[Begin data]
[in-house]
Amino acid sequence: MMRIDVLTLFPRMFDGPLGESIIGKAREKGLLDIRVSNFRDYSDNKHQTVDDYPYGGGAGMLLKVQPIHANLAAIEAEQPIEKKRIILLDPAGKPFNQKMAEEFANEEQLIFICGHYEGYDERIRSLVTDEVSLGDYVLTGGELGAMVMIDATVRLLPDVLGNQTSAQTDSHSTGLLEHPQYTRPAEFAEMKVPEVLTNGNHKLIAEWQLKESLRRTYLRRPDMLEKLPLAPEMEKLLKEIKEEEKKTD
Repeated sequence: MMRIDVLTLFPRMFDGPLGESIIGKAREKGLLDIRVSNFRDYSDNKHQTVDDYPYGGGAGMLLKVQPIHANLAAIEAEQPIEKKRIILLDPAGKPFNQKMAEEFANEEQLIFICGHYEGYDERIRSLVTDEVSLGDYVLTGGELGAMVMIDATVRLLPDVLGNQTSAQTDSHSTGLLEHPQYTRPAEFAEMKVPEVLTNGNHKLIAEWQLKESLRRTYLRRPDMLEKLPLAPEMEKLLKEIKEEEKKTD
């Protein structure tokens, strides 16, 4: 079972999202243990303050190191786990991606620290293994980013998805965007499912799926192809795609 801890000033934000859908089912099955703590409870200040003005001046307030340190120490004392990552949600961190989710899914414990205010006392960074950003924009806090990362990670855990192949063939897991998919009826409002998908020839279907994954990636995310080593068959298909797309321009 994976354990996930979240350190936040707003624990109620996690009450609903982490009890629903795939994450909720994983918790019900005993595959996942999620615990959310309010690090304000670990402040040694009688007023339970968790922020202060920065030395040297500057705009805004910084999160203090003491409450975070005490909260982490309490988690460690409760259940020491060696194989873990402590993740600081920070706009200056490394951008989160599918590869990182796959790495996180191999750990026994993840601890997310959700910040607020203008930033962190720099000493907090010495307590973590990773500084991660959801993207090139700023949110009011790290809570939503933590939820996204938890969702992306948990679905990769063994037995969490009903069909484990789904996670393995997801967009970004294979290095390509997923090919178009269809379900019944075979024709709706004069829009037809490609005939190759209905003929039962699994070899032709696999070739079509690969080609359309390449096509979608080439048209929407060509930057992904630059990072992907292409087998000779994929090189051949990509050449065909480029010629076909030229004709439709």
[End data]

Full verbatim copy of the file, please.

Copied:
[in-house]
Amino acid sequence: MMRIDVLTLFPRMFDGPLGESIIGKAREKGLLDIRVSNFRDYSDNKHQTVDDYPYGGGAGMLLKVQPIHANLAAIEAEQPIEKKRIILLDPAGKPFNQKMAEEFANEEQLIFICGHYEGYDERIRSLVTDEVSLGDYVLTGGELGAMVMIDATVRLLPDVLGNQTSAQTDSHSTGLLEHPQYTRPAEFAEMKVPEVLTNGNHKLIAEWQLKESLRRTYLRRPDMLEKLPLAPEMEKLLKEIKEEEKKTD
Repeated sequence: MMRIDVLTLFPRMFDGPLGESIIGKAREKGLLDIRVSNFRDYSDNKHQTVDDYPYGGGAGMLLKVQPIHANLAAIEAEQPIEKKRIILLDPAGKPFNQKMAEEFANEEQLIFICGHYEGYDERIRSLVTDEVSLGDYVLTGGELGAMVMIDATVRLLPDVLGNQTSAQTDSHSTGLLEHPQYTRPAEFAEMKVPEVLTNGNHKLIAEWQLKESLRRTYLRRPDMLEKLPLAPEMEKLLKEIKEEEKKTD
């Protein structure tokens, strides 16, 4: 079972999202243990303050190191786990991606620290293994980013998805965007499912799926192809795609 801890000033934000859908089912099955703590409870200040003005001046307030340190120490004392990552949600961190989710899914414990205010006392960074950003924009806090990362990670855990192949063939897991998919009826409002998908020839279907994954990636995310080593068959298909797309321009 994976354990996930979240350190936040707003624990109620996690009450609903982490009890629903795939994450909720994983918790019900005993595959996942999620615990959310309010690090304000670990402040040694009688007023339970968790922020202060920065030395040297500057705009805004910084999160203090003491409450975070005490909260982490309490988690460690409760259940020491060696194989873990402590993740600081920070706009200056490394951008989160599918590869990182796959790495996180191999750990026994993840601890997310959700910040607020203008930033962190720099000493907090010495307590973590990773500084991660959801993207090139700023949110009011790290809570939503933590939820996204938890969702992306948990679905990769063994037995969490009903069909484990789904996670393995997801967009970004294979290095390509997923090919178009269809379900019944075979024709709706004069829009037809490609005939190759209905003929039962699994070899032709696999070739079509690969080609359309390449096509979608080439048209929407060509930057992904630059990072992907292409087998000779994929090189051949990509050449065909480029010629076909030229004709439709």